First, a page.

Packages and code reuse: This is a biggie. For me, it felt like Node was designed with the intention of code reuse. The abundance of packages that do all sort of things really allow developers to focus on building applications rather than forcing them reinvent the wheel every time. PHP has had things like Composer but I don?t think the number of packages available even compares.
Simplicity: I found JS to be a very simple and easy to understand language. There are a few things that I?m still trying to get the grasp of (like creating objects and working with prototypes), but in general I think that it was very easy to pick up and many of the functions included by Node are very well documented.
“Owning” the server: This is something I see as just more efficient (I could be wrong). The fact that applications run continuously and create their own HTTP server, and in general keep a lot of things already loaded in memory seems more efficient to me. For example, a template engine I was using keeps precompiled versions of each template in memory in order to avoid loading them on every request. In comparison, PHP on Apache has to load everything from scratch every time a user makes a request.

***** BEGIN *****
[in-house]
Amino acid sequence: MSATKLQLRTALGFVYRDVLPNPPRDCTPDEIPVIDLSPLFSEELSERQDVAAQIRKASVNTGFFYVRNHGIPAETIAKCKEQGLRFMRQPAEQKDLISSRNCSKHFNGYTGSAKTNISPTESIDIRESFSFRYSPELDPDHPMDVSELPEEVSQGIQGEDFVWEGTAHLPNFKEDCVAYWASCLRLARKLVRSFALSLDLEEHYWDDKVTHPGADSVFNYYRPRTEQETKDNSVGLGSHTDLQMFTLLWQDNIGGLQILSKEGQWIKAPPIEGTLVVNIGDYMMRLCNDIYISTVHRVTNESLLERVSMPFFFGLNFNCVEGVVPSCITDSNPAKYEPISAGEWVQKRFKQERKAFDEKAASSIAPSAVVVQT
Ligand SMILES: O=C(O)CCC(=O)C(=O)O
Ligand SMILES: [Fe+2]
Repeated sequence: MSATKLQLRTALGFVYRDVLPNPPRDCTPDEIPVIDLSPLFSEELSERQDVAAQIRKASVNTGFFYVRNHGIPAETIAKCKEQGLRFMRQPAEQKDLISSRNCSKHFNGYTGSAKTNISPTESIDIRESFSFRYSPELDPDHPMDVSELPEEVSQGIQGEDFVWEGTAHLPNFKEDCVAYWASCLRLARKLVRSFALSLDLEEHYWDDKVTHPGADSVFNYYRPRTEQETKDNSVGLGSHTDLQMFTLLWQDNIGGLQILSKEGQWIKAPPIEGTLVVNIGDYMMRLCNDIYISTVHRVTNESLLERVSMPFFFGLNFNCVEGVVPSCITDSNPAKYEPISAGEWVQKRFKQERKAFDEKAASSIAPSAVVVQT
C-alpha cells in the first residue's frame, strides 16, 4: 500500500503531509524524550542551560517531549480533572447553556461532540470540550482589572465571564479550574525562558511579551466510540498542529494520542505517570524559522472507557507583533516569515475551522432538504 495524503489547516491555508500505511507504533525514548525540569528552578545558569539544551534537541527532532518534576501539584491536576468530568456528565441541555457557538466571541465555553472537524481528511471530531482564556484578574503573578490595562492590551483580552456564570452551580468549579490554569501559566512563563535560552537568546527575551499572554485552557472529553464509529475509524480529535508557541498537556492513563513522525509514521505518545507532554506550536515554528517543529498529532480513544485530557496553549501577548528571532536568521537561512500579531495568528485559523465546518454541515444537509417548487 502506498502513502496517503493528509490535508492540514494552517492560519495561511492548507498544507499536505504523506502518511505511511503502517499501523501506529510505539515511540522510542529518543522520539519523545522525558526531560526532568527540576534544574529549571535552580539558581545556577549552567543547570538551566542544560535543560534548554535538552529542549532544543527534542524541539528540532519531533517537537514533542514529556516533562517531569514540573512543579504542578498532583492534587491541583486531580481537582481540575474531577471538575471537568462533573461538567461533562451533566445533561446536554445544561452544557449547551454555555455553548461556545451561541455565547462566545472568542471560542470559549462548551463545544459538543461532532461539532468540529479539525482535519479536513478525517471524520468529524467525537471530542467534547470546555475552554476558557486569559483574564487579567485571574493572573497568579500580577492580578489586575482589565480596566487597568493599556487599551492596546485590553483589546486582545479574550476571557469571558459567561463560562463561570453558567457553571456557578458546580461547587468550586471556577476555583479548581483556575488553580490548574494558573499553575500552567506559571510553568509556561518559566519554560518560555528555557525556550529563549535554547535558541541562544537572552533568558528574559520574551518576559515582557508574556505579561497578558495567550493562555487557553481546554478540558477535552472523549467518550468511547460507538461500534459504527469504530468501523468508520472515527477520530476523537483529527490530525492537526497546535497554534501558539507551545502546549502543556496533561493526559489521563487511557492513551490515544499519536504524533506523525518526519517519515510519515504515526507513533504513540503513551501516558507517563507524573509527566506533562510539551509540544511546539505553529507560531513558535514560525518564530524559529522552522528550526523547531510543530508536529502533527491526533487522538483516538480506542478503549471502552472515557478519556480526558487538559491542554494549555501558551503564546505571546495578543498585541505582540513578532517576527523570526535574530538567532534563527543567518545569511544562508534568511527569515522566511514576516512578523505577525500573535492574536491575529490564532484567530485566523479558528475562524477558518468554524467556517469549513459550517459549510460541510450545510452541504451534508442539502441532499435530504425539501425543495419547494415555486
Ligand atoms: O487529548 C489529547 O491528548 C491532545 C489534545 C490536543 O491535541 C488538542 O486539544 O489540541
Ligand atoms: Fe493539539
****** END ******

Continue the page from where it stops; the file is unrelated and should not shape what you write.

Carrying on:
Source-code and HTML are separate: This one has a lot to do with PHP. I really like having separate files for my code and HTML.
Messy code and legibility: This became apparent as my application grew in complexity, but it might be more related to the fact that I?m a beginner rather than the language itself. Once you have a couple of functions nested inside of each other, things can get a little messy and hard to read.
In general, Node seems like a great language for rapid prototyping and small applications. Its package system makes it perfect for projects that mix a lot of technologies together. Although, I would probably need to learn better JS coding patterns or consider other options like Java or Python if I was to build a more complex application.